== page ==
The Contribution of Shareholder Primacy to the Racial Wealth Gap
Roosevelt Institute Working Paper
21 Pages Posted: 6 Mar 2020
Date Written: February 6, 2020
The US racial economic gap is substantial and growing, stemming from a history of racism and the importance of intergenerational transmission to wealth accumulation (Darity and Hamilton 2012); (Chiteji and Stafford 1999). Wealth equity is important because wealth permits economic freedom: the ability to invest in one’s future and the future of one’s children (Darity and Hamilton 2012). This article investigates the role of corporate equities and mutual fund ownership in increasing the racial wealth gap over time. As of the third quarter of 2019, 92.1 percent of corporate equity and mutual fund value was owned by white households. Black households owned 1.5 percent, while Hispanic households owned 1.9 percent. I use the Federal Reserve’s Distributional Financial Accounts to determine the changing impact of the corporate equity gap on the racial wealth gap, and to measure how shareholder payments—dividends and stock buybacks—are divided by race and ethnicity. This original analysis contributes to policy discussions about how to structure the rules for corporate equity ownership in society, and how to end wealth equities that are a legacy of the US’s shameful history of slavery, racism, and xenophobia.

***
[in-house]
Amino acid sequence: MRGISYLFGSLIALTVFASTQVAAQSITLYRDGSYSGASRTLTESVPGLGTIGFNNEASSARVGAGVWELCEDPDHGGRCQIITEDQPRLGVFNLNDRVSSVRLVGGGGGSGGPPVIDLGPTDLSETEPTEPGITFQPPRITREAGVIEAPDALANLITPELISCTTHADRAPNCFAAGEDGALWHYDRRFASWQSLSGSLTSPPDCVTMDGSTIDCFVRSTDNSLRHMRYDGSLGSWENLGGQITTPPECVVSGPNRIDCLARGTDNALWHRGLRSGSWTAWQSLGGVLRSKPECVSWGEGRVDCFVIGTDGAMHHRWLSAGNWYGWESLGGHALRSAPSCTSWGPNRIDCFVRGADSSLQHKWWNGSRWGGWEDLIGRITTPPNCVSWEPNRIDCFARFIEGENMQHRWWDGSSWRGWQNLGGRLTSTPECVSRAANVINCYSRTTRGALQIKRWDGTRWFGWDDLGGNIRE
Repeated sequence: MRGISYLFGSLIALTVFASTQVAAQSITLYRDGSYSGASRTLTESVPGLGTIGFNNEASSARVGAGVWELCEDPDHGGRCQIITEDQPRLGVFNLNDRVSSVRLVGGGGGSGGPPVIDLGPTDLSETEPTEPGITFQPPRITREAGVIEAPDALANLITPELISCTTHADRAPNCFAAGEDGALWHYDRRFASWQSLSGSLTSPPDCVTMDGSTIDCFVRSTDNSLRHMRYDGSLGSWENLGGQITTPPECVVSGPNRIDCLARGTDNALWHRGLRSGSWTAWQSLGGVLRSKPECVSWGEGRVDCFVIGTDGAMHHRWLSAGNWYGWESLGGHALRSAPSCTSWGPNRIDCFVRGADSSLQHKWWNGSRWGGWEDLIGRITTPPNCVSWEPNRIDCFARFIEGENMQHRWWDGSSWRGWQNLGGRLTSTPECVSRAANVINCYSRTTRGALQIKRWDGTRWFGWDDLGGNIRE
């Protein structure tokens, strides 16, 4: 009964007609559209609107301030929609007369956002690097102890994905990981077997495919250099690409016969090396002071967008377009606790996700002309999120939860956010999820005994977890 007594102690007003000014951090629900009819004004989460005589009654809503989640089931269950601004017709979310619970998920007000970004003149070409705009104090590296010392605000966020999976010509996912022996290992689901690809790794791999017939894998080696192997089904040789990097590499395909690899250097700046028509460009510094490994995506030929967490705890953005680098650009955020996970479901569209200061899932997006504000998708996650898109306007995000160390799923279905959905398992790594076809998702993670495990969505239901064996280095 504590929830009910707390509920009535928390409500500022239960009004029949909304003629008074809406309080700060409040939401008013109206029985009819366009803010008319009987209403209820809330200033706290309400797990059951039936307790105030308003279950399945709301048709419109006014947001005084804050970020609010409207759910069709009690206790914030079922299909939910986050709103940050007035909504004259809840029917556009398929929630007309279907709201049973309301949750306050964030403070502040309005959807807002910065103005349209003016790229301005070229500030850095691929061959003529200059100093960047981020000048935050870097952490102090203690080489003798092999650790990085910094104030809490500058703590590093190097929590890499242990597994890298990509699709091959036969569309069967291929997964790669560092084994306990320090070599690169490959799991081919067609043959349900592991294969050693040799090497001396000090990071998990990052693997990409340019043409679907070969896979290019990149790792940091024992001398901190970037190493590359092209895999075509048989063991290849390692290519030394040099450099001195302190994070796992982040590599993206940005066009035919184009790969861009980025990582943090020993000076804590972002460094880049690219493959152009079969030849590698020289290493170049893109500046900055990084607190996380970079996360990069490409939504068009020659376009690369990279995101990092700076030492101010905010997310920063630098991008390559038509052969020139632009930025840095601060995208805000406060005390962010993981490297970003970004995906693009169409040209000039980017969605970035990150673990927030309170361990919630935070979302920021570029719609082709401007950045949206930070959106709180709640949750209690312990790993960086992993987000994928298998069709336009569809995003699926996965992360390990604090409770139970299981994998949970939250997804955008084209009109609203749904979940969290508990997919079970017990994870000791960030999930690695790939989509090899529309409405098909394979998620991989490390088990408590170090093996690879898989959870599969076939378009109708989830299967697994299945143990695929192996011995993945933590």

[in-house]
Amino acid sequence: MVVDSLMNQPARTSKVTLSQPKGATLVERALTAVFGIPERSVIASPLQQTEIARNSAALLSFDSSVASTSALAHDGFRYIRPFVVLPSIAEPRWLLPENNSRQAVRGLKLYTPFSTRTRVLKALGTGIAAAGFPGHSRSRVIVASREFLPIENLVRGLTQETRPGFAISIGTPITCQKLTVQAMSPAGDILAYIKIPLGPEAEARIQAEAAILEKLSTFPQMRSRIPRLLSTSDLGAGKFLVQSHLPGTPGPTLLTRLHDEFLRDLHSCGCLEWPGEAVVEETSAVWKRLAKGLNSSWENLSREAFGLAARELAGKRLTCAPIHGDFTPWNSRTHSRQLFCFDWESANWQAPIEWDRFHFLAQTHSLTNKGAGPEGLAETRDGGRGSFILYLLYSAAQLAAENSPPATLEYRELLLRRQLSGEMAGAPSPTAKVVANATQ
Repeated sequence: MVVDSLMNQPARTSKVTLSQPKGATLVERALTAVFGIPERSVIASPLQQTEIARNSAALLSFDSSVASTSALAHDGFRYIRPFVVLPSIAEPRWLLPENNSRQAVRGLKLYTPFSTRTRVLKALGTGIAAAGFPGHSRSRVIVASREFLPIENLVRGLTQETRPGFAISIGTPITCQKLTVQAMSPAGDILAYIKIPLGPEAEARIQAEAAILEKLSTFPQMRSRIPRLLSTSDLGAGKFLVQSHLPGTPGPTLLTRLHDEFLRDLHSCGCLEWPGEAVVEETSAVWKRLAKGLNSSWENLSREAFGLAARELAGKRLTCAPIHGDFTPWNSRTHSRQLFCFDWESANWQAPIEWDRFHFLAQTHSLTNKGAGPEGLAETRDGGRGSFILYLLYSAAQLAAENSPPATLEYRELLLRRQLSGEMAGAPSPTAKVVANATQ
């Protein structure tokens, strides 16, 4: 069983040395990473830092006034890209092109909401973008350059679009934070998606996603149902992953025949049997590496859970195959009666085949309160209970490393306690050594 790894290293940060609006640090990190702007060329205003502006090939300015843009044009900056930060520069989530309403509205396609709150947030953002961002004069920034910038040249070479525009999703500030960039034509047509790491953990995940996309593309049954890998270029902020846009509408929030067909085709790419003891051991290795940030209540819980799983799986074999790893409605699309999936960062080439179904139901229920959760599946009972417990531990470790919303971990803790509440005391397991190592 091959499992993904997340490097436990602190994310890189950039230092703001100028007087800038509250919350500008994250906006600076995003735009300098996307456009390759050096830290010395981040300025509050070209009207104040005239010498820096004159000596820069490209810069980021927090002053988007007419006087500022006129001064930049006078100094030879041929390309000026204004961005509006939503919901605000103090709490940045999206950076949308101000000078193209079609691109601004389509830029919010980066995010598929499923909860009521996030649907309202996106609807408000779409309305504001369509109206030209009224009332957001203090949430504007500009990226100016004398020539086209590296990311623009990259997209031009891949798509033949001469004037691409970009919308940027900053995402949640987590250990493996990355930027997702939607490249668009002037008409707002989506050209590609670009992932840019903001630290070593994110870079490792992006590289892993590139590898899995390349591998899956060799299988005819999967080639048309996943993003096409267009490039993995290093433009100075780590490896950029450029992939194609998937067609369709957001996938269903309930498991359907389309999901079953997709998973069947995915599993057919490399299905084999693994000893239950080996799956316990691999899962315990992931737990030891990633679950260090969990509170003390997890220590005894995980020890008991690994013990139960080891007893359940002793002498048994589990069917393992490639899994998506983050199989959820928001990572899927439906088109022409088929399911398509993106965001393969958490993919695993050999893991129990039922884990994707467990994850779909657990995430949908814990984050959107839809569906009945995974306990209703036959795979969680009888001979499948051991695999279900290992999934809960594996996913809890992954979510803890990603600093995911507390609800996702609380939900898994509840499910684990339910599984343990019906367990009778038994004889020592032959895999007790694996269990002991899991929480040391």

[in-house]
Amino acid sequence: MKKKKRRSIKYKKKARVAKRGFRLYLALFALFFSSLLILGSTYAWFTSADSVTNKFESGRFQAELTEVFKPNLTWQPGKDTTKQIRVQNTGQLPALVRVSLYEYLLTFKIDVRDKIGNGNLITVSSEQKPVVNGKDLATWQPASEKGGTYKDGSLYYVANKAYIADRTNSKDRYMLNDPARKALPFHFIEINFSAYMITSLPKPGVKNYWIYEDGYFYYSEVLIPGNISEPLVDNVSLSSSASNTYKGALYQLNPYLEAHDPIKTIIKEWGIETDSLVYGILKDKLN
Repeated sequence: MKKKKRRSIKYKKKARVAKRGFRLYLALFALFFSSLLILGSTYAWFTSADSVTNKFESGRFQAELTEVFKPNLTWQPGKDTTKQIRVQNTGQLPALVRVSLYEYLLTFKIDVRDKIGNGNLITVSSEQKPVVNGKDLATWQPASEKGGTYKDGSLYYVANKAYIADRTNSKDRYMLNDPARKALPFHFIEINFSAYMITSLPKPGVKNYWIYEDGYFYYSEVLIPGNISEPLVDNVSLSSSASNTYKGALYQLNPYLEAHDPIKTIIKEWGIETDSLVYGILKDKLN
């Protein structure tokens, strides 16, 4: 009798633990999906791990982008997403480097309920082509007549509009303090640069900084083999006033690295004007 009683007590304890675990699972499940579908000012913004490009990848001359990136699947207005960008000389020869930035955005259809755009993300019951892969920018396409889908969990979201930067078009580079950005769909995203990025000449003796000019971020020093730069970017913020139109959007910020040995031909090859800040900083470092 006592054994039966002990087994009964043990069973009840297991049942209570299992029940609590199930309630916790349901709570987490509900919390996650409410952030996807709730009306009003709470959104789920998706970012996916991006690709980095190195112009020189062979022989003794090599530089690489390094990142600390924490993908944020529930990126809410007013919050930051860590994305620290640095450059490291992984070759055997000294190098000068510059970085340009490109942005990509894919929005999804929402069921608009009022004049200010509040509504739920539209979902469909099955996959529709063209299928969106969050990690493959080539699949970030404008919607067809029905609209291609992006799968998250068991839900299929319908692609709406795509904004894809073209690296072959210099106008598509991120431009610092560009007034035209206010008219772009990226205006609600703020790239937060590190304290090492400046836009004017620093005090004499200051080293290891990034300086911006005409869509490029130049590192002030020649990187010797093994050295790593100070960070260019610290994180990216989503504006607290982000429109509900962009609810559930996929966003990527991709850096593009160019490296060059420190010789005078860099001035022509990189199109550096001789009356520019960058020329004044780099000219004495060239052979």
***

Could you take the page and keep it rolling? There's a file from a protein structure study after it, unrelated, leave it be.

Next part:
Keywords: Corporate Equity; Distributional Financial Accounts; Racial Wealth Gap; Stock Buybacks; Wealth Inequality
JEL Classification: J15, G3, G5
Suggested Citation: Suggested Citation